I can’t remember the last time that I heard a concert, of any genre, during which I felt so totally connected with the music performed. That’s what I experienced while attending “By George! The Boston Pops plays Gershwin,” Sunday at the Palladium in Carmel, Indiana. The concert, which featured the Boston Pops Esplanade Orchestra led by conductor Keith Lockhart, was the last stop on the group’s seven-city, seven-state Midwest tour.
Because I am an unabashed fan of the American Songbook and the music of George and Ira Gershwin, I was already predisposed to enjoy the “By George!” concert featuring an ensemble of virtuoso musicians, led by its buoyant conductor, interpreting some of the greatest popular music of all time. I was not disappointed.
Known as “America’s Orchestra,” the world renowned Boston Pops, consisting of 50 members for the concert, were joined by guest artists. They were pianist Michael Chertock, bass Justin Hopkins and soprano Erica Spyres who performed for a nearly full house, made up primarily of a seniors and a sprinkling of young people. The orchestra played many of the Gershwin’s most recognizable compositions including one my favorites— “An American in Paris.” Most recently I had the pleasure of hearing our own accomplished Indianapolis Pops play the score of the film of the same title, while it was being shown. Consequently, it was with great anticipation that I looked forward to hearing Gershwin’s masterpiece performed by the Boston Pops.
A jazz-influenced symphonic poem, “An American in Paris” was written in 1928. It was inspired by the time Gershwin had spent in Paris and attempted to musically reflect the sights and energy of the French capital in the 1920s. As interpreted by Pops, the tempo of the piece conveyed the vitality Gershwin must have surely intended and each of its five episodes was performed with flawless perfection. What a privilege it was to experience such refined musicianship.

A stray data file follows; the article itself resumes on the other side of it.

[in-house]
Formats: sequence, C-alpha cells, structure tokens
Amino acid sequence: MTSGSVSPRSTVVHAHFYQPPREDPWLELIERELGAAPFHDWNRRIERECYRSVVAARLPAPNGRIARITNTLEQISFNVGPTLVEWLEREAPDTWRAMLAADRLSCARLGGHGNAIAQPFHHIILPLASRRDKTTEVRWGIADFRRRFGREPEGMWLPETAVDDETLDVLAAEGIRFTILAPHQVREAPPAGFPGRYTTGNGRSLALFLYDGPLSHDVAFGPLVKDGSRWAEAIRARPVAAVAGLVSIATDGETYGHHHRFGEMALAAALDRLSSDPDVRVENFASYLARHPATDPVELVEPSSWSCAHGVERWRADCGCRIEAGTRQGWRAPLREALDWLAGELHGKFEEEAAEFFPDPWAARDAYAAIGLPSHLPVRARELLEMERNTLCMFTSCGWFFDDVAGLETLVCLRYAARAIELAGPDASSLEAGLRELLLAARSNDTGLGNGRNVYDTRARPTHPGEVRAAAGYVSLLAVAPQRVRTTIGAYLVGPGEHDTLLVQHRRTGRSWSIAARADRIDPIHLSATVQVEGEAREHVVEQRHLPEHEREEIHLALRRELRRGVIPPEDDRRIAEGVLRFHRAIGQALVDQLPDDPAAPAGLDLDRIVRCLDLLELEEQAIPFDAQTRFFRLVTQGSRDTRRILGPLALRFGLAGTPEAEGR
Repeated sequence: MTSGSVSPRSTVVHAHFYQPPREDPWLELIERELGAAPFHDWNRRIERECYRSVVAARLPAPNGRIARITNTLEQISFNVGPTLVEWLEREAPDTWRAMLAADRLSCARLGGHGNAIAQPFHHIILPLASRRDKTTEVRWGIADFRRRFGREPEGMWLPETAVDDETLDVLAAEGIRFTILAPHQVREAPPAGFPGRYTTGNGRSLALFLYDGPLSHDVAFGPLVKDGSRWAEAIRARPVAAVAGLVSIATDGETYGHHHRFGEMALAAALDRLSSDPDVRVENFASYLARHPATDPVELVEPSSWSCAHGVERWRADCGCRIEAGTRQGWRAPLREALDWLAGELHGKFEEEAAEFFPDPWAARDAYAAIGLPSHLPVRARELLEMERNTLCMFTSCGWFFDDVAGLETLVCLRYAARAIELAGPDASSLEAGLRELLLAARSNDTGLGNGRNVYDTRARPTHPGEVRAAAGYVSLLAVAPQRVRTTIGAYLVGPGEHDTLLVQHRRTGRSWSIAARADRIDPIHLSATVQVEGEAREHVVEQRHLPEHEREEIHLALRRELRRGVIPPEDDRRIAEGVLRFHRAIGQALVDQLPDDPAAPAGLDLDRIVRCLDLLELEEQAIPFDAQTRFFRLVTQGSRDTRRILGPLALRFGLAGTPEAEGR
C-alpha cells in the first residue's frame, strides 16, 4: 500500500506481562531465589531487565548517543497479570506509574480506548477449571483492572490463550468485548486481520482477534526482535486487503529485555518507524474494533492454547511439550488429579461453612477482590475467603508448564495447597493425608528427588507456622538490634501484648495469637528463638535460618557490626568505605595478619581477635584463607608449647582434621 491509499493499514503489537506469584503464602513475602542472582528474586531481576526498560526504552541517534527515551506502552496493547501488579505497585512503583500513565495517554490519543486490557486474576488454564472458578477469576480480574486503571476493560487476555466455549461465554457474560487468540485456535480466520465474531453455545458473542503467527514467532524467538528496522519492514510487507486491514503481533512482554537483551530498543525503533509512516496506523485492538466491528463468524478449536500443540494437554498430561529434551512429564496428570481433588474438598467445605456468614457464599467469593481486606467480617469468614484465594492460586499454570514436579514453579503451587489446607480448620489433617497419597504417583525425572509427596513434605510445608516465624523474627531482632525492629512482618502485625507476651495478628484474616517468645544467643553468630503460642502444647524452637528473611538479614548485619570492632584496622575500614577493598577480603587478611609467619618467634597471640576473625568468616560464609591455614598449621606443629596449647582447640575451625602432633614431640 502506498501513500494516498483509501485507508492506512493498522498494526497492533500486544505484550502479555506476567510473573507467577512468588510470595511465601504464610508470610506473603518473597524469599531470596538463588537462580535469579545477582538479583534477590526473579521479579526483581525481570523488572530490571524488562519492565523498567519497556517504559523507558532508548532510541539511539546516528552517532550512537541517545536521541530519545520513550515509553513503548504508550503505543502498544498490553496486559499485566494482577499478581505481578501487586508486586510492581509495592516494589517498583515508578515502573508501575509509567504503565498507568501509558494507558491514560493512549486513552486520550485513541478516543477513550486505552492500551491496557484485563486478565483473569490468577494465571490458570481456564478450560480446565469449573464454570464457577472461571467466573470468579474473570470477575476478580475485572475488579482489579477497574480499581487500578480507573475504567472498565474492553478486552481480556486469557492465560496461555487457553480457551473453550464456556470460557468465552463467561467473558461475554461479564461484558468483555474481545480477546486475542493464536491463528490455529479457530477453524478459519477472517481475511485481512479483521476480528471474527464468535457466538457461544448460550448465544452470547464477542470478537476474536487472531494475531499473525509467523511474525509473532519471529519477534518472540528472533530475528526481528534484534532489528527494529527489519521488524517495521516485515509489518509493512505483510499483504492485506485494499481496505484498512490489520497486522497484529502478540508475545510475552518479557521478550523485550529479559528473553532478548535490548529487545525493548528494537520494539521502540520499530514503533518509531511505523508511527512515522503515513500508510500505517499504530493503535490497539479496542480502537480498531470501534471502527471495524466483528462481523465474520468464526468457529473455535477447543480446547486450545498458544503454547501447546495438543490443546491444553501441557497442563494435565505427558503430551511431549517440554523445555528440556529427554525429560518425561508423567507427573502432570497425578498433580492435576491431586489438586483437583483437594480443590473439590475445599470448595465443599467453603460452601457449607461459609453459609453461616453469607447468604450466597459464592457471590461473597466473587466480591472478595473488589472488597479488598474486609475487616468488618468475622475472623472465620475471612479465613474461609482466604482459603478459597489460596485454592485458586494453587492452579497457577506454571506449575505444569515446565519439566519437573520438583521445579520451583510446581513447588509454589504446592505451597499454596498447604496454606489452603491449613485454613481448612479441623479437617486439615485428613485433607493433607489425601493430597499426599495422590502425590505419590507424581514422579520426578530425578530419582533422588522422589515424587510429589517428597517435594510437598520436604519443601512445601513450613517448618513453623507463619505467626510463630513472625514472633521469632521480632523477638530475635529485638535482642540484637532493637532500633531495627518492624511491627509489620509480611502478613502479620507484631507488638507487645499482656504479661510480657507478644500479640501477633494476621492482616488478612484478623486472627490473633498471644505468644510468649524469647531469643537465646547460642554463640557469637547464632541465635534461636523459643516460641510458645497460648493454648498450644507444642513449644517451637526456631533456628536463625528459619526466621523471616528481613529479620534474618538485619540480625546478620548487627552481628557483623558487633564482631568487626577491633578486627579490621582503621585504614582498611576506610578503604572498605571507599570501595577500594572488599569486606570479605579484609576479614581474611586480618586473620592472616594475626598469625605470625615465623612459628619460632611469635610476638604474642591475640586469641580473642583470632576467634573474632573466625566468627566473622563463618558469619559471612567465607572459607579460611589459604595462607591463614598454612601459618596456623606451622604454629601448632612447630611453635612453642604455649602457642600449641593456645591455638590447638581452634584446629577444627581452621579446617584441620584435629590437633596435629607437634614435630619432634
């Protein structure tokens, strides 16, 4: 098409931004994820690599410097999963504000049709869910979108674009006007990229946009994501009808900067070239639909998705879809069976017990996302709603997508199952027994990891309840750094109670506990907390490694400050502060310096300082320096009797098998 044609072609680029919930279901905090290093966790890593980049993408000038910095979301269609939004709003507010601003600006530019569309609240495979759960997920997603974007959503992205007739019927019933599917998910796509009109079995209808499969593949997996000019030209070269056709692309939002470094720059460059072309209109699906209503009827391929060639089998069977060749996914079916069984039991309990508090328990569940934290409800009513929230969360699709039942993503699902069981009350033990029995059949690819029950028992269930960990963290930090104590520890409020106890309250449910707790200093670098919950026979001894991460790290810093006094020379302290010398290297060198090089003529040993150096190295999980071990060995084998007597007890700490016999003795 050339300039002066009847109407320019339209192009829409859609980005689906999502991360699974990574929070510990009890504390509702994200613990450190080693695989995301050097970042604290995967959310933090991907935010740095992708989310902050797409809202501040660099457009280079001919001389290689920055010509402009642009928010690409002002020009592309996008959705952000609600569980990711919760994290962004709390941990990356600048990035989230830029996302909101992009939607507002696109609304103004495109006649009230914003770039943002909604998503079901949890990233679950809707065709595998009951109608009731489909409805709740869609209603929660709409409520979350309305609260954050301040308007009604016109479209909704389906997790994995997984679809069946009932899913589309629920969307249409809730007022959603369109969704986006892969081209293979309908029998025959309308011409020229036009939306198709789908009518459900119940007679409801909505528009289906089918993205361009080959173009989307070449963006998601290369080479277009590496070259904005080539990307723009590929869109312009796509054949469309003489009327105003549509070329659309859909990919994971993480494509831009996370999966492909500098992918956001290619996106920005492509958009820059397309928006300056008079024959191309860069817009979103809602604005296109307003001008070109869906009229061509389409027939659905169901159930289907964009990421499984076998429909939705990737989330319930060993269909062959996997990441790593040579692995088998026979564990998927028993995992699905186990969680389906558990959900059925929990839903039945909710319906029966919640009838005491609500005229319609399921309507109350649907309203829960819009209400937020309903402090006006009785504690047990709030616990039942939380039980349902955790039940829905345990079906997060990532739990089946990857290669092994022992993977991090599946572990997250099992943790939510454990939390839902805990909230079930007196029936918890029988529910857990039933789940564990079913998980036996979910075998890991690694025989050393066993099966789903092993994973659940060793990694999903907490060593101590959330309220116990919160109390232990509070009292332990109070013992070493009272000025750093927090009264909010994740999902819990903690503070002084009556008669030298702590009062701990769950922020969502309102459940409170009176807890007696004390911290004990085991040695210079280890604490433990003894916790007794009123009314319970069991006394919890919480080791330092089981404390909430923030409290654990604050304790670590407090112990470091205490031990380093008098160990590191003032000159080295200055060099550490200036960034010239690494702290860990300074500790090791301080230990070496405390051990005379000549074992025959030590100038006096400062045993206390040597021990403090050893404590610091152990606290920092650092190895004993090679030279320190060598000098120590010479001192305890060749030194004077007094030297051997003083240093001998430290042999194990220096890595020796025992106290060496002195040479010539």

Other highlights of the concert were the orchestra’s instrumental performance of “Fascinating Rhythm”: golden toned Spyres with her operatic voice singing “By Strauss”; “Slap That Bass” sung by velvety voiced Hopkins, accompanied by two Pops upright bass players; “an instrumental of “Summertime” from “Porgy & Bess” with concertmaster Charles Dimmick in a stunning violin solo; and charismatic Hopkins and Spyres in a sparkling duet of a medley that included “Embraceable You,” “Somebody Loves Me,” and “‘S Wonderful.”
As far as I am concerned, the Boston Pops saved the best for the last, concluding the program with “Rhapsody in Blue.” From the opening clarinet wail to its dynamic finish, the iconic composition, a combination of classical music and jazz effects, was seamlessly played by the orchestra. Arranged by Paul Whiteman and written for solo piano and jazz band, the piece featured virtuoso pianist Chertock in a precise, exhilarating performance. The 17-minute piece is generally acknowledged as being way ahead of its time when it premiered in 1924. While introducing the work, Lockhart made reference to the fact that it still sounds “fresh and new,” a sentiment with which I heartily agree I tried to imagine how it must have sounded to the Aeolian Hall, NYC opening audience which included luminaries John Phillips Sousa and Sergei Rachmaninoff. No doubt it blew some minds. It certainly still blows mine.
Following a ubiquitous, but in this case, more than well-deserved standing ovation, the orchestra played “Strike Up The Band.” It was an ideal conclusion to a satisfying evening of entertainment. Ultimately, I left the Palladium feeling ecstatic, inspired and fortunate that my fellow audiences members and I were exposed to the singular artistry of Lockhart and the Boston Pops.